Online Tool To Map Diabetes Impact Nationwide

Published Online: Monday, April 18, 2011
Follow Pharmacy_Times:

The phrase “diabetes epidemic” is used to describe the rising tide of diabetes in the United States, but few statistical analyses show the full scope of the disease. A new tool, called the US Diabetes Index (USDI), offers insight into the impact of diabetes on every facet of the nation’s health and well-being.

Launched March 15, 2011, by the National Minority Quality Forum (NMQF), the Congressional Black Caucus Foundation (CBC), and the CBC Health Braintrust, USDI is “a revolutionary tool to monitor diabetes in America,” according to the project’s companion Web site, USDIReport. com.

The index includes more than 30,000 maps, charts, and graphs showing the prevalence of diabetes, pre-diabetes, and uncontrolled diabetes in the United States. Data is segmented by geography, age, gender, and race— a tremendous help to public health experts, who are concerned with how these factors influence the progression of diabetes at every stage.

“Diabetes has geographical features to it,” explained Gary Puckrein, PhD, USDI developer and chief executive officer of NMQF, in a statement on the tool’s launch. “Blood glucose levels, prevalence, [and] rates of hospitalization vary by geography. USDI allows us to direct our resources to the most affected areas,” he said.

Because the data sets can be customized to a specific community, the tool’s benefits are not limited to organizers of national public health campaigns. Individual pharmacists can use information provided by the USDI to tailor diabetes management counseling interventions, for example.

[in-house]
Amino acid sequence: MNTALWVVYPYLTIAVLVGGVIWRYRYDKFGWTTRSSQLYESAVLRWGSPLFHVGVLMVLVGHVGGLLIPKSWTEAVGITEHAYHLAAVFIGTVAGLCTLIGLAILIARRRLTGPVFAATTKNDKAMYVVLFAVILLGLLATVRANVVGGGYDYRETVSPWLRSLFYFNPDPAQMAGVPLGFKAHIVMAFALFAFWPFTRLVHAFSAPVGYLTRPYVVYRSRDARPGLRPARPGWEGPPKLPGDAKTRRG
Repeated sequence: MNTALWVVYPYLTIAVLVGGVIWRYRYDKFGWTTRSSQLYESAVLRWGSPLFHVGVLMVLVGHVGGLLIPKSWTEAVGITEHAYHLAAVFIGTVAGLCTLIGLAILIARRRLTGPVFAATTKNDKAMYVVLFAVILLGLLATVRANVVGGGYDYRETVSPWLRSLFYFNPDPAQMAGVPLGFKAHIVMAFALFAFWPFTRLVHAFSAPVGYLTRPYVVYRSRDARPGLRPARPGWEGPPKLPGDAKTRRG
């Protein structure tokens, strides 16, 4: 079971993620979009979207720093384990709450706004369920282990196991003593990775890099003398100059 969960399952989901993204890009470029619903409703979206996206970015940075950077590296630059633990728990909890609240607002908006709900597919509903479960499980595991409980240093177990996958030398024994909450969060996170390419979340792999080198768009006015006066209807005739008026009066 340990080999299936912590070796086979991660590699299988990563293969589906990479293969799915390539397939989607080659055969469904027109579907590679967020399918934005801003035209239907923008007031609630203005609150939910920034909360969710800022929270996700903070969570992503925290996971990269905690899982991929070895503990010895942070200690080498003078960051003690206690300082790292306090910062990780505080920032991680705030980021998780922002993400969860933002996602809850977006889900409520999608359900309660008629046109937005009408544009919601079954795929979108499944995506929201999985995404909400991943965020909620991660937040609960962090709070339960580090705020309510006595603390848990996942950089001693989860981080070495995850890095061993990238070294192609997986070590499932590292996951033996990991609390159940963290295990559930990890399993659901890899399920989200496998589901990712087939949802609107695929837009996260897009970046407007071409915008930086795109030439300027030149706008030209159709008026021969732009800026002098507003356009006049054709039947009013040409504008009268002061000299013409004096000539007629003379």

Jaimie Davidson, MD, professor of internal medicine at the University of Texas, Southwestern Medical School, and a past council member for the Texas Department of Health, said such localized data “crystallize the problem unlike any other resource available and graphically illustrate the diabetes crisis.”

Pharmacists can experiment with the tool by mapping diabetes in their specific state, county, or zip code at

Related Articles
Not every patient requires an aspirin a day.
The FDA announced today that it will permit the marketing of a mobile medical app that will help patients with diabetes share data from a continuous glucose monitor with other individuals.
The introduction of sodium glucose transporter 2 inhibitors has marked a turning point in the management of patients with both type 1 and type 2 diabetes.
Although metformin is a proven first-line diabetes medication, many patients with type 2 diabetes (T2D) are discouraged from taking the drug due to inappropriate FDA labeling.
Latest Issues
  • photo
    Pharmacy Times
    Health-System Edition
    Directions in Pharmacy
    OTC Guide
    Generic Supplements
  • photo
    Pharmacy Careers
    Specialty Pharmacy Times